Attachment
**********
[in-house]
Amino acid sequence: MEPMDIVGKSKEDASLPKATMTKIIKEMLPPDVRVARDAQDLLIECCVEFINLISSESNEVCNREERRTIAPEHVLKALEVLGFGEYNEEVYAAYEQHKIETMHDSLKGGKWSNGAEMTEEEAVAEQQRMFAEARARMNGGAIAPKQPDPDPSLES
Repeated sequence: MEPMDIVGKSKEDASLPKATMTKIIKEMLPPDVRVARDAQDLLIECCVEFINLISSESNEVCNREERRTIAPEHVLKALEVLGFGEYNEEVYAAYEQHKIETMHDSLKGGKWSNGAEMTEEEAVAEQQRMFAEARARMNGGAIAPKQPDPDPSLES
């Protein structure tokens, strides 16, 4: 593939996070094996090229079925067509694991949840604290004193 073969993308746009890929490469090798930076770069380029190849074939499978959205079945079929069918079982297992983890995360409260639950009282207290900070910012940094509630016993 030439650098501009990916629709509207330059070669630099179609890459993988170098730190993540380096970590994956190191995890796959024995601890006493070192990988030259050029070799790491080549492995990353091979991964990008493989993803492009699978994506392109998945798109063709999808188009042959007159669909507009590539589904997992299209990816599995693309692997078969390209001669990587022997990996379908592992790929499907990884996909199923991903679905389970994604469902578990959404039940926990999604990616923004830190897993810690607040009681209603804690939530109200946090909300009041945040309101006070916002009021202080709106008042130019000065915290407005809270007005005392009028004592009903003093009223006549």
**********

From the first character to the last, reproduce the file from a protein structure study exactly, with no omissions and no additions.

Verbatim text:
[in-house]
Amino acid sequence: MEPMDIVGKSKEDASLPKATMTKIIKEMLPPDVRVARDAQDLLIECCVEFINLISSESNEVCNREERRTIAPEHVLKALEVLGFGEYNEEVYAAYEQHKIETMHDSLKGGKWSNGAEMTEEEAVAEQQRMFAEARARMNGGAIAPKQPDPDPSLES
Repeated sequence: MEPMDIVGKSKEDASLPKATMTKIIKEMLPPDVRVARDAQDLLIECCVEFINLISSESNEVCNREERRTIAPEHVLKALEVLGFGEYNEEVYAAYEQHKIETMHDSLKGGKWSNGAEMTEEEAVAEQQRMFAEARARMNGGAIAPKQPDPDPSLES
């Protein structure tokens, strides 16, 4: 593939996070094996090229079925067509694991949840604290004193 073969993308746009890929490469090798930076770069380029190849074939499978959205079945079929069918079982297992983890995360409260639950009282207290900070910012940094509630016993 030439650098501009990916629709509207330059070669630099179609890459993988170098730190993540380096970590994956190191995890796959024995601890006493070192990988030259050029070799790491080549492995990353091979991964990008493989993803492009699978994506392109998945798109063709999808188009042959007159669909507009590539589904997992299209990816599995693309692997078969390209001669990587022997990996379908592992790929499907990884996909199923991903679905389970994604469902578990959404039940926990999604990616923004830190897993810690607040009681209603804690939530109200946090909300009041945040309101006070916002009021202080709106008042130019000065915290407005809270007005005392009028004592009903003093009223006549």